Religious Studies vs. Theological Studies

Randall Stephens

A provocative essay appeared in yesterday's Chronicle of Higher
Education. K. L. Noll offers up prickly ideas about the nature of truth and knowledge all the while distinguishing religious studies scholars from subjectivist, loopy theologians. The essay reminds me of that great piece that appeared in Lingua Franca years ago titled "Is Nothing Sacred? Casting out the Gods from Religious Studies" (Nov 1996).

Highlights from K. L. Noll's "The Ethics of Being a Theologian"

Most people do not understand what religious study really is. Professors of religion are often confused with, or assumed to be allies of, professors of theology. The reason for the confusion is no secret. All too often, even at public universities, the religion department is peopled by theologians, and many of those theologians refuse to make the distinction that I am about to make....

Theologians who do not think of themselves as unethical nevertheless sell their pew-sitting laity a bill of goods. The failure of theologians to remind the members of their churches and synagogues that the Bible is an anthology of ancient literature composed by ancient people in an ancient culture has consequences. The laity are entitled to know that any god described in a biblical text is an ancient god, a byproduct of the ancient culture that produced the text. The god of the Bible is the sum total of the words in the text and has no independent existence. It would be reasonable to begin every theological discussion with the disclaimer "the god described in this sacred text is fictional, and any resemblance to an actual god is purely coincidental." This is not an outsider's dismissive opinion, but the reality, and theologians have an ethical obligation to teach that truth even if they also want to believe and teach, as is their right, that a god exists.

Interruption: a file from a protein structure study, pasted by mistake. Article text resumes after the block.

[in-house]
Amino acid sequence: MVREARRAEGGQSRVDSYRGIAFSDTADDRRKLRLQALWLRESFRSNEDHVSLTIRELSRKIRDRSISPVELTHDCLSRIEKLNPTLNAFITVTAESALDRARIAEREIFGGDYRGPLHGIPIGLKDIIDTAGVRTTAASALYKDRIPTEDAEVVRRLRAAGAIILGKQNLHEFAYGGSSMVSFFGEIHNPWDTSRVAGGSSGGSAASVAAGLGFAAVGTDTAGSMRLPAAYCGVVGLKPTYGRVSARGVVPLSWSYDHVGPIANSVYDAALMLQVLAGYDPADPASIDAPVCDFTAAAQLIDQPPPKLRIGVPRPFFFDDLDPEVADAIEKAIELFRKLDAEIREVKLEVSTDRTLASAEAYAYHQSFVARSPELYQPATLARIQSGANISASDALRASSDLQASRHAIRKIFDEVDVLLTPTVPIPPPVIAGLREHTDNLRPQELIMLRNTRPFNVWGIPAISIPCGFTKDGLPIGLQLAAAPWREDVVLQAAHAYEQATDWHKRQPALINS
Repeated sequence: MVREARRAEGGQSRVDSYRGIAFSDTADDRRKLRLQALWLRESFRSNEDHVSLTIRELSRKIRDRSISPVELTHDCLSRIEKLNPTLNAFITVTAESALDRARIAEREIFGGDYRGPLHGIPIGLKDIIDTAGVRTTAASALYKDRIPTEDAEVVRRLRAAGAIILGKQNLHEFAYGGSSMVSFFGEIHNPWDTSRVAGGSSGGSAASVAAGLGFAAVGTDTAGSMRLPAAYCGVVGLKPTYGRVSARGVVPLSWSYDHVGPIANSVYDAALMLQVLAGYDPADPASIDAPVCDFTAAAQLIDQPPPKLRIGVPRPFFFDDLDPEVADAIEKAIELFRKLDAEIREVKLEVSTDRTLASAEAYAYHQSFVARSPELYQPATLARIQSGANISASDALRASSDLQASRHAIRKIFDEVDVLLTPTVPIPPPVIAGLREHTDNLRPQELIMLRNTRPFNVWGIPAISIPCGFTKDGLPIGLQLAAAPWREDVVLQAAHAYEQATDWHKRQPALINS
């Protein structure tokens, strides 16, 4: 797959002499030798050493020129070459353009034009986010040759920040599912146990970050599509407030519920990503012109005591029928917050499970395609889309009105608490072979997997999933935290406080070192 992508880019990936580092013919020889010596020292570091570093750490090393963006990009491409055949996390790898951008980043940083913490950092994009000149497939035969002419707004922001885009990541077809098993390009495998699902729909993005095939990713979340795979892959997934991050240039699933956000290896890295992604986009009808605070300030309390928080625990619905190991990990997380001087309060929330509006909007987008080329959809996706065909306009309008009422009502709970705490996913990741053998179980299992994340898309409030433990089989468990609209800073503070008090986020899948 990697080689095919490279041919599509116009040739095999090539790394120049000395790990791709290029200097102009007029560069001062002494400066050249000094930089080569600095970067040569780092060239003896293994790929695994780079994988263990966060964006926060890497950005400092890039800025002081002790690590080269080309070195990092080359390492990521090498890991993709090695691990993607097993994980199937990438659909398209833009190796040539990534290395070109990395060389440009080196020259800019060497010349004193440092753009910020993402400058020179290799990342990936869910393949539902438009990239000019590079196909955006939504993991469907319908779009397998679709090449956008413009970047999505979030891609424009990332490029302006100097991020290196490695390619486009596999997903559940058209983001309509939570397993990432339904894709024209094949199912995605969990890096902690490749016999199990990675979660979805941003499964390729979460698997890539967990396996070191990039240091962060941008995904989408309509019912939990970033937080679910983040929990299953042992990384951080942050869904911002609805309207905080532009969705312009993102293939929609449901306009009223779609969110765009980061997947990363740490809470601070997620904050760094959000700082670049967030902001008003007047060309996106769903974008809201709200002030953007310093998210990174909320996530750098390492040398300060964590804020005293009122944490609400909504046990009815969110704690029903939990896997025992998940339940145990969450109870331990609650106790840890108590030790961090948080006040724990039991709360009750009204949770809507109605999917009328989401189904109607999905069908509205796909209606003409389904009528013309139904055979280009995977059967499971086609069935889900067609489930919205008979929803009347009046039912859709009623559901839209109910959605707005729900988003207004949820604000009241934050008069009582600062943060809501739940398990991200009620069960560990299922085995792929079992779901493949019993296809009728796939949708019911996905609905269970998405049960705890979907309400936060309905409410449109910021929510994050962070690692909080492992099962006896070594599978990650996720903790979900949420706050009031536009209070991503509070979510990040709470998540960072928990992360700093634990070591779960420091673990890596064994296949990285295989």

Am I trying to imply that theology is without value? Certainly not. I do not presume to tell theologians how to be theologians, and I will not attempt to define the value of theology. I simply request that theologians fulfill basic ethical obligations, such as the affirmation that theology is not knowledge and must position itself apart from those academic disciplines that try to advance knowledge, such as history, anthropology, religious study, and (perhaps especially) the natural sciences.

The comments below the essay are instructive in more ways than one. Minus the few that are on the order of "You Suck!" many find holes in Noll's logic. Quite a few think he has an overly confident view of objectivity. Notice, too, how much this sounds like various atheism vs. theism debates.


Art Remillard said…
Many thanks for both the heads up on the article and the link to the Hitchens/McGrath debate. I've been looking for something like this to show in my intro course! You clearly don't suck.

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